Why Drag Queens Are Better Role Models Than Disney Princesses

NEW YORK, NY - JUNE 30:  Sharon Needles attends Logo TV's Official Pride NYC 2013 Event at Highline Ballroom on June 30, 2013
NEW YORK, NY - JUNE 30: Sharon Needles attends Logo TV's Official Pride NYC 2013 Event at Highline Ballroom on June 30, 2013 in New York City. (Photo by Astrid Stawiarz/Getty Images)

An earlier version of this blog post originally appeared on MamaPop.

The moment that I learned of the twin girls in my belly, I resolved not to send two hoes into the world. I'd teach them that self-expression is always more important than playing nice, and I'd warn them that waiting around for someone else to make their dreams come true is not only futile but downright scallywag.

So imagine my horror when my toddlers took to Disney princesses. And it goes beyond merely watching the movies and buying the merchandise: My girls have lived as those characters for the past three years. They've all but forgotten how to count to 5, but they can curtsy, smile and gasp on cue. The standard name for each color has been replaced by the name of the princess with the corresponding branding: "Belle" for "yellow," "Tiana" for "green," "Cinderella" for "blue," "Sleeping Beauty" for "pink," etc. The feminist inside me wept -- until, eavesdropping on their usual princess gab, I overheard the following statement:

"My favorite princess is Ariel, and yours is Cinderella, and Mommy's favorite princess is Sharon Needles."

Then and there, the door blew open. You see, Sharon Needles is not just a princess but a queen, a strong, creative, groundbreaking, wickedly brilliant queen. I suddenly realized that there was more than one direction that I could push the princess mania, because my children could not distinguish between a Disney princess and a drag queen.

Indeed, the parallels between the two are downright uncanny. Both wear grandiose costumes and perform signature songs. Big hair is an absolute staple across the board. Both have been known to make their shining debut at the local ball. And, like it or not, a midnight transformation is all but inevitable.

I couldn't help the pride swelling inside me at the thought of the possibilities, mainly because I despise Disney princesses. Regardless of the amount of money that I've pumped into their franchise, I feel that the psychology behind the tiara is a mockery of the values that I swore to instill in my daughters. Meanwhile, shoving your balls into your pelvic cavity might not make you a real woman, but it doesn't preclude you from being a better role model than a Disney princess.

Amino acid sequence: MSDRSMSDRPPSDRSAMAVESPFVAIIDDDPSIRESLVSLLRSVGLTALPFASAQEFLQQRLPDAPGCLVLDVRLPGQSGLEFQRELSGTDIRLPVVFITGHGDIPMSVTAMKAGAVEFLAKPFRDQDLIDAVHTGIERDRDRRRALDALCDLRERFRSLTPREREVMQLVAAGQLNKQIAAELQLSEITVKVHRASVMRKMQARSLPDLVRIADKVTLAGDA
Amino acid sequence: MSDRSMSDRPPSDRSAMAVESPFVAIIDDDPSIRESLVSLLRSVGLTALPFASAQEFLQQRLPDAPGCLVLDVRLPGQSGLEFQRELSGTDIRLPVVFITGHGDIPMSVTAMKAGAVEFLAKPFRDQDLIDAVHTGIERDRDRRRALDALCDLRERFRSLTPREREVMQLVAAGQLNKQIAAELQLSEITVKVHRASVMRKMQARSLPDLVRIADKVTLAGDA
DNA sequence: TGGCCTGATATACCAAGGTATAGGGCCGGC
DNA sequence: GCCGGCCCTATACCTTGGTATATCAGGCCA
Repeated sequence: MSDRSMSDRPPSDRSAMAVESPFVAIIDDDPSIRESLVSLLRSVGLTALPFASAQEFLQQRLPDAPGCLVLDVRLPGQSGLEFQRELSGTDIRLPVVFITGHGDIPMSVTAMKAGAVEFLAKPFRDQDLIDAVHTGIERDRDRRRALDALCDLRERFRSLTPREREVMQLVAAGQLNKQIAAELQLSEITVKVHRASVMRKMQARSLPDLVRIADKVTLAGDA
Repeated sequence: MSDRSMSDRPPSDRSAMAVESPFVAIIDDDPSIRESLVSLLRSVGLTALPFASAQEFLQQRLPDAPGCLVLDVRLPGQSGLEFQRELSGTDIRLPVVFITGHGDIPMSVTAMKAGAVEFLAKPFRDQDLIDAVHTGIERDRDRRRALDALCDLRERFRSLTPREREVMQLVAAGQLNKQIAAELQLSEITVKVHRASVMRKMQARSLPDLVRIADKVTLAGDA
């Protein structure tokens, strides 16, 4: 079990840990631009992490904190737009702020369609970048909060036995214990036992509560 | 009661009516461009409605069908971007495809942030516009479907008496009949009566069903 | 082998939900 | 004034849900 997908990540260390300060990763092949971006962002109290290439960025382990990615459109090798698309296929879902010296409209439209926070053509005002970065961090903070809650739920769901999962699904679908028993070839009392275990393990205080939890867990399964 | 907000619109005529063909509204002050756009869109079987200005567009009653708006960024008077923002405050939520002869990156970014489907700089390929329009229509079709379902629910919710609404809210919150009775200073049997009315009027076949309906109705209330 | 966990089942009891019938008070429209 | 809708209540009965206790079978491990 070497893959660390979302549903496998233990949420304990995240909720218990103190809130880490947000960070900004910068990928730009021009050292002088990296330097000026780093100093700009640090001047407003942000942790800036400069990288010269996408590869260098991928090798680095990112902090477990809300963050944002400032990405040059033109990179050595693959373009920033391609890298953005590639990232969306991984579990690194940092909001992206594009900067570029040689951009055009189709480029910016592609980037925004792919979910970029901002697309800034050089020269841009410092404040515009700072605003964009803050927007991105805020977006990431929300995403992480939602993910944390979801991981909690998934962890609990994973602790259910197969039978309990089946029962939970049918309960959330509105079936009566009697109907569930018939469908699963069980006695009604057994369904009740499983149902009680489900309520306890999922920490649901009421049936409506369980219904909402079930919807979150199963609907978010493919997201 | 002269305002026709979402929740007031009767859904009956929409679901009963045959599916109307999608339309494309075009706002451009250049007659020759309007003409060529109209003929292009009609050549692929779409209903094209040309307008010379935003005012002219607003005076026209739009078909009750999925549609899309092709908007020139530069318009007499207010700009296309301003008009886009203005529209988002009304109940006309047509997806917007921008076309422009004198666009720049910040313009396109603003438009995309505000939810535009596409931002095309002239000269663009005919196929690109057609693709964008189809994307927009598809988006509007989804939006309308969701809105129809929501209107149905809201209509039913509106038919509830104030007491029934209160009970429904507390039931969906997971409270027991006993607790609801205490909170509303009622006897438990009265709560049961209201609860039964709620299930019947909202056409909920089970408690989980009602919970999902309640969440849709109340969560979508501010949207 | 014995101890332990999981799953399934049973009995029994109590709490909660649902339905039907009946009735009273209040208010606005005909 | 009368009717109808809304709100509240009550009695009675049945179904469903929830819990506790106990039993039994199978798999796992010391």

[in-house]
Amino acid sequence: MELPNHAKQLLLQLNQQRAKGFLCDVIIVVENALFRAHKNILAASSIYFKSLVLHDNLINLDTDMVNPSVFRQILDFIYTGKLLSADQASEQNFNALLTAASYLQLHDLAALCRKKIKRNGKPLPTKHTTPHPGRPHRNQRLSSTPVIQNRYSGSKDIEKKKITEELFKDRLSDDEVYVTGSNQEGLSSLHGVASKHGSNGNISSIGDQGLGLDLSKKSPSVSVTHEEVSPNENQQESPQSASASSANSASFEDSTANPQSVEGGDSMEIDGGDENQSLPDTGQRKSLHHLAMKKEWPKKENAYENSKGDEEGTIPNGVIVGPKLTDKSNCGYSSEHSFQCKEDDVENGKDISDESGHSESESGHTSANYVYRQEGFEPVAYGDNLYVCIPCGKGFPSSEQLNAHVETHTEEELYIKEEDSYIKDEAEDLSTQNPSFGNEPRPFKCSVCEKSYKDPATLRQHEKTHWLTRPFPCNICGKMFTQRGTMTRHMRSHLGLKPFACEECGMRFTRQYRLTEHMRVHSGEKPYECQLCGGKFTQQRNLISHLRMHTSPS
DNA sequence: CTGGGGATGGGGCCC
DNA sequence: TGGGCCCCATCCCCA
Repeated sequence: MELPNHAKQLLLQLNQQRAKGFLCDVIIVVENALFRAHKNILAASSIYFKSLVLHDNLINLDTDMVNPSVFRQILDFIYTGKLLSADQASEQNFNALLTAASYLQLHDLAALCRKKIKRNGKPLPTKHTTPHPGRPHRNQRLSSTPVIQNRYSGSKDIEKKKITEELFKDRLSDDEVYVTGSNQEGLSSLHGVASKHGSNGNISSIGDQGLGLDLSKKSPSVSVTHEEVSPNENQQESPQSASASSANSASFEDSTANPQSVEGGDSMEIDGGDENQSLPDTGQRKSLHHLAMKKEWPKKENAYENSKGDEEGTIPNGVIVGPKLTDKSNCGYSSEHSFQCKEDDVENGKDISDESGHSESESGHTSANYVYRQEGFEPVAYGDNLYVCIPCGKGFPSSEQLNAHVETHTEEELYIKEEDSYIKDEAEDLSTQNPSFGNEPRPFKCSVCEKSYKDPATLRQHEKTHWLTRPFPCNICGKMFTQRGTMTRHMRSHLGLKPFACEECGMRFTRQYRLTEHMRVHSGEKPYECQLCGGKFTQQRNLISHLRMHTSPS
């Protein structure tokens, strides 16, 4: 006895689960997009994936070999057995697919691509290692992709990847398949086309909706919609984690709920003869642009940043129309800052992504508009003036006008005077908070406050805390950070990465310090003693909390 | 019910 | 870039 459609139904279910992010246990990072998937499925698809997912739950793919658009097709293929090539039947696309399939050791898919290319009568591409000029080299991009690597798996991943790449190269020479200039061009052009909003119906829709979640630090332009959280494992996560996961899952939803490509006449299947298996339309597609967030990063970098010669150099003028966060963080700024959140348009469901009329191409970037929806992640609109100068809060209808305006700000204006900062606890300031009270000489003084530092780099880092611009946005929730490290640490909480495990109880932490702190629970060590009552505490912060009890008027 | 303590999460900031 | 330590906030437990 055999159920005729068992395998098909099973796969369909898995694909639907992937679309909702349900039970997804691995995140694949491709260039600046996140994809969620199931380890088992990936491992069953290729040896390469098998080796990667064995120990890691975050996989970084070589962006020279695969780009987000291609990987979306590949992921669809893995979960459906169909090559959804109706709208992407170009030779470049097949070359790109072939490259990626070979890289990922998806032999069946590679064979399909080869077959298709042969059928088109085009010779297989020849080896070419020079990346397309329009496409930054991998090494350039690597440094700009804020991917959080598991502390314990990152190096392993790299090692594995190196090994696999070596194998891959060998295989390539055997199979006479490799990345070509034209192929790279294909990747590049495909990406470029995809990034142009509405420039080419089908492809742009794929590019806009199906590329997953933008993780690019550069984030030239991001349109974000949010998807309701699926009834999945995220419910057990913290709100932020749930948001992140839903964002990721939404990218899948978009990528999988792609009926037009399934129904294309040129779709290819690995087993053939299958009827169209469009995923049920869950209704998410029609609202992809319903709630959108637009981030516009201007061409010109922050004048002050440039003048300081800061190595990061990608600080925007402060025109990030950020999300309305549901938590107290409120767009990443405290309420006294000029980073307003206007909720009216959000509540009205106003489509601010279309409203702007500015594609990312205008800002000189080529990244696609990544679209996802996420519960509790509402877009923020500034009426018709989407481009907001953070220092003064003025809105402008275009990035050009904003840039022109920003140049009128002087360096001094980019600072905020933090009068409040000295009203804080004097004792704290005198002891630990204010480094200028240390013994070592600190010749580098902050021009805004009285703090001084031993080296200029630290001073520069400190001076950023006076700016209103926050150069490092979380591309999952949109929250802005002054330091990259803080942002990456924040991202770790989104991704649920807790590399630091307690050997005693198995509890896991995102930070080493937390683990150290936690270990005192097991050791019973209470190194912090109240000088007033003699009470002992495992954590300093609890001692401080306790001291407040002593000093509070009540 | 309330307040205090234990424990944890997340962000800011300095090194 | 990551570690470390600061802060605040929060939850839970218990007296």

Let's start with the obvious discrimination in the princess community, shall we? While most of the princesses are still blonde-haired, blue-eyed white girls, Disney has conjured a half-assed attempt to include a few other cultures, so you have Mulan, Jasmine and Pocahontas breaking the Aryan glass ceiling, though you'd have a hard time finding them anywhere but in the back row. It only took Disney 86 years to drop its Jim Crow laws and allow Tiana, the black princess, an invitation to the ball. But discrimination in the drag community? I'm pretty sure that the only requirement is to have a penis duct-taped between your legs; other than that, anything goes.

Secondly, ever wonder how those princesses are getting their fancy gowns and blinged-out crowns? Of the 11 Disney princesses currently included in the franchise, only one has ever had a job. (Apparently Tiana was born with such a socioeconomic disadvantage that she had to work two jobs to even attempt to make her big princess dreams a reality. [See also: discrimination.] And after all that hard work, she still couldn't seem to get ahead until she locked down a prince whose family could buy her those dreams.) Drag queens, on the other hand, have a strong work ethic. Basically, if a queen isn't working her butt pads off, she isn't making tips. No one is going to pay to watch a man put on a sequined dress and sit in the middle of the dance floor.

Finally, in the world of drag, a sense of humor is as fundamental as proper padding and the ability to "read." You won't find a money-making queen who doesn't camp it up with her audience. Laughter is what helps us persevere; it lifts us out of our struggles. Yet I can't recall one princess with the ability to laugh at her ridiculous plights. If you've lost your parents only to be enslaved in a rat-infested tower, your tone should be more sarcastic than Arrested Development meets Curb Your Enthusiasm. Instead, the princesses always awaken into a smiling song -- a clear red flag, in my opinion. Stepmother had better check the cellar for a hidden artillery of crockpot explosives.

When it comes down to it, I respect drag queens. They are artists. They are able to conceptualize an idea and transform themselves -- without the help of magic, I might add. They are risk takers. They are punk. But Disney princesses? They are a man-made franchise created to sell cheaply made shit to our daughters. They are a perpetuation of the stereotype of the weak, dumb woman who obediently waits for a man to come along and make her valuable. Between the two I'll always promote the big-wigged man crooning "I'm Every Woman." Werq.

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